This story highlights the marriage problem of girls in Russian society. The parents are in a state of desperation to find matches for their girls. Marriage is a source of income, becoming rich and getting easy money and name for most of the Russian people. This is a story about a young man who wishes to put off any real responsibility in life for as long as possible but the father of the girl on the other side urges the boy to get married at any cost. This story has another important message to share: that marriage is a futile exercise, relationship and family have no value in European society but job and enjoyment get primary importance.
Character sketch of Pyotr Petrovich Milkin
Pyotr Petrovich Milkin is the main character of the. Pyotr seems to be a well-built young man. He is referred to as a wonderful lad by his would-be father-in-law Kondrashkin. He wears a hat but keeps it off the head most of the times. He mumbles and stutters while speaking Pyotr is a kind of young lad who believes in love and enjoyment as the only purpose of life. He throws parties and enjoys with his young unmarried friends. He is a non-serious person believing in trivial relations and amusement in life without taking any responsibility. Pyotr would love to take flowers to Nastya, the female character of the story, dance with her and go out with her on evenings and enjoy life to the maximum. Pyotr would compromise everywhere and tell irrational things full of deceit. He did not believe in marriage and could not tolerate the advances of Kondrashkin in this matter. In fact, he showed a false hurry in refusing the proposal and leaving the place immediately.
In spite of all his pretensions, Pyotr got deeply hooked in the net of Kondrashikan and finally wanted to feign madness to avoid the trap of marriage. His unreasonable responses, immature concerns present him as a confused and secretive kind of person whom nobody would trust. In the end, even Pyotr‘s friend was against his strange demand and he refused to certify him as a mad man.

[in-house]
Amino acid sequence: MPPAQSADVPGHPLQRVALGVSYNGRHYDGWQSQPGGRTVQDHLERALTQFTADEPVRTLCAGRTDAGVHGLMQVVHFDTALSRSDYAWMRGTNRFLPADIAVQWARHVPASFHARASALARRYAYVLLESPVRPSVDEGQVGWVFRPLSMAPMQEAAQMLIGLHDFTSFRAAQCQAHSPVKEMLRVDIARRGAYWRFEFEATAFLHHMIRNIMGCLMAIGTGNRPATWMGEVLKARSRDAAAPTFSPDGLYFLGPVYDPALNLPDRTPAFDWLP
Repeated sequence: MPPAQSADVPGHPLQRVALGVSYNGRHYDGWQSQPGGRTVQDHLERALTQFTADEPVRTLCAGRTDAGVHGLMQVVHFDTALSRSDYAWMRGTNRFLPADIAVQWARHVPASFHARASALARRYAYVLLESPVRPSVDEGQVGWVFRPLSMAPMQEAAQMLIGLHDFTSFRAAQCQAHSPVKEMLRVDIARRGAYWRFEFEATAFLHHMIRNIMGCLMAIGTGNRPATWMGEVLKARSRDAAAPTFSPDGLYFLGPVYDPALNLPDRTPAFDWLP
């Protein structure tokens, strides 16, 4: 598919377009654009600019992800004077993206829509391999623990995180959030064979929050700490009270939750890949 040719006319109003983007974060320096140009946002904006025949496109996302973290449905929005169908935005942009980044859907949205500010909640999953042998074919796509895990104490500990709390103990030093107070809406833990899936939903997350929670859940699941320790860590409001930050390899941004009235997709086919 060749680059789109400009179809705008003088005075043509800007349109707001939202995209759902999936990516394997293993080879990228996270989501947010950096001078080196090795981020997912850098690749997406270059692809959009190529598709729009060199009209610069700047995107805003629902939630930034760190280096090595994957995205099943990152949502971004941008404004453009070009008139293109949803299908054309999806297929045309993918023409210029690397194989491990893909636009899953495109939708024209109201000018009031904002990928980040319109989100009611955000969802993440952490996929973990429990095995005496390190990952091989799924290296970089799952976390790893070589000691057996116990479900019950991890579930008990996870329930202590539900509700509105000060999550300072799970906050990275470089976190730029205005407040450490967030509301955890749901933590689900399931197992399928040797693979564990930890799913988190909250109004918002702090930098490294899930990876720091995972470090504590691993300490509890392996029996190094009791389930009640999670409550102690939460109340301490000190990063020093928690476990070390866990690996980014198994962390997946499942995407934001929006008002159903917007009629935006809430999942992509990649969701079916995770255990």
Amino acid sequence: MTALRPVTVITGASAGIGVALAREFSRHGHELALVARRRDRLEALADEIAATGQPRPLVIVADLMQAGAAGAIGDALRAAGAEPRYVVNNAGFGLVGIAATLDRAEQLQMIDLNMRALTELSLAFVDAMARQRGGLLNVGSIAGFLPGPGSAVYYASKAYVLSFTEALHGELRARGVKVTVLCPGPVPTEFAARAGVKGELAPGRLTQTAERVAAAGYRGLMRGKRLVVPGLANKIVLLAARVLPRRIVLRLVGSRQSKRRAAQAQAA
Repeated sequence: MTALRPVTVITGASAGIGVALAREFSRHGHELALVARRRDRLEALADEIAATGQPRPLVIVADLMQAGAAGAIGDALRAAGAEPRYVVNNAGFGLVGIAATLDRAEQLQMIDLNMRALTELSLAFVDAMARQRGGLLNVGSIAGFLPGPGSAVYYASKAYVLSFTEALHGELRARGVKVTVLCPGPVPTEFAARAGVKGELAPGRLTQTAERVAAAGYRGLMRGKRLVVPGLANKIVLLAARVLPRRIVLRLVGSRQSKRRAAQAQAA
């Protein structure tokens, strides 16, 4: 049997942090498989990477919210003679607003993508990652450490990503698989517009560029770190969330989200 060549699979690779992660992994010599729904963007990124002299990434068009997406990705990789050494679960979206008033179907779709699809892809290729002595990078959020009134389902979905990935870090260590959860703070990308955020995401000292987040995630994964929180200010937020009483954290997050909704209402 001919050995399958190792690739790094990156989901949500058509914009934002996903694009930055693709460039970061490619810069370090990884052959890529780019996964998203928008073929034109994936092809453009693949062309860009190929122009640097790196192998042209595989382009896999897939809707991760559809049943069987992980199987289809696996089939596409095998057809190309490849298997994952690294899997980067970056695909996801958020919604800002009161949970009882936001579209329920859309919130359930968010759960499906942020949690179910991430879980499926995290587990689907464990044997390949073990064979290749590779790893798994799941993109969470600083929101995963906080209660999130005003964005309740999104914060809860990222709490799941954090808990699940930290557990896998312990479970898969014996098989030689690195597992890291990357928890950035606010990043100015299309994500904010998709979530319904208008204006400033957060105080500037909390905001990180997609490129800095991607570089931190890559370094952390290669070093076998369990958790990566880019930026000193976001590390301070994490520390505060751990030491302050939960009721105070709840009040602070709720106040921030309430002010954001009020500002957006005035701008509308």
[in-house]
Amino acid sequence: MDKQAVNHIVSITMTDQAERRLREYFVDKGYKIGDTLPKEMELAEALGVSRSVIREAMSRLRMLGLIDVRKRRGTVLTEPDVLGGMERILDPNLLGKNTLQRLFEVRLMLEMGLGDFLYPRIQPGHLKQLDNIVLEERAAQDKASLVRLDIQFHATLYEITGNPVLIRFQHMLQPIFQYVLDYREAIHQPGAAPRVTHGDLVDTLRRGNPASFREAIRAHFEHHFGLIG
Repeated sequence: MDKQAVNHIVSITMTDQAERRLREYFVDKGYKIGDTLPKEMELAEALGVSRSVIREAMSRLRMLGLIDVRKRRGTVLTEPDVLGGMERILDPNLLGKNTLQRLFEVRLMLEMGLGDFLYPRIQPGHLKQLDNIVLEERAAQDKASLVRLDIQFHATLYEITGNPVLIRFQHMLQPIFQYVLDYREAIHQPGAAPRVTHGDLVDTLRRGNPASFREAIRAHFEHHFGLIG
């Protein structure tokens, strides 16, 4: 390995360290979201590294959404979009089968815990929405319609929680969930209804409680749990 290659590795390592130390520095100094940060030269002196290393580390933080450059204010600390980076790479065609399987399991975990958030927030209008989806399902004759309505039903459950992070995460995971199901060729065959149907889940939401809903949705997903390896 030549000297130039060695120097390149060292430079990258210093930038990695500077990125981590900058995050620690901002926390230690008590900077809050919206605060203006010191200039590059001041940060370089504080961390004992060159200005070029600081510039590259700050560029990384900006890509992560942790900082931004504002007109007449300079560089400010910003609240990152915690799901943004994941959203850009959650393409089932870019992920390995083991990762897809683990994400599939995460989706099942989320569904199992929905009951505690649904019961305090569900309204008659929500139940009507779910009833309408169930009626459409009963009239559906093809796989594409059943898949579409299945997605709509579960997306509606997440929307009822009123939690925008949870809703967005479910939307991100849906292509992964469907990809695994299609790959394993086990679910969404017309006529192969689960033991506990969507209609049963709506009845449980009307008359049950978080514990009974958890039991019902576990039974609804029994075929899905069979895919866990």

Thus in the story, we see how, in spite of being the best story cooker, Pyotr Petrovich Milkin was unable to convince his friends, Kondrashkin and finally to his friend to help him to resolve the issue. This simply tells us that a non-serious attitude with irrational excuses can only confuse people but has no solution to the problem that Pyotr faced in the story.
Title of the Story
This is a farcical story in which the two characters — although there is a huge contrast in their roles — speak at the same degree of triviality and ridicule. The suitor who literary means a young man who courts a woman or seeks to marry her and Papa an idea that is known in the entire world as the biological father of a child.
The story finds aptly its plot woven around these two characters. The suitor who ironically turns out to be a playboy only has the purpose of life to enjoy and roam carefree. He finds a beautiful girl Nastya and acts as a perfect suitor but finds it insignificant and irrelevant to ask her hand in marriage. On the other hand, the story presents a father Kondrashkin who seems to be in an extra hurry to find a husband for his daughter. He leaves no stone unturned to hook the suitor Milkin in the plot and forces him to enter into the nuptial knot. The play runs like a “seek and find” game between the two characters thus giving a beautiful reason for the story being titled as The Suitor and Papa.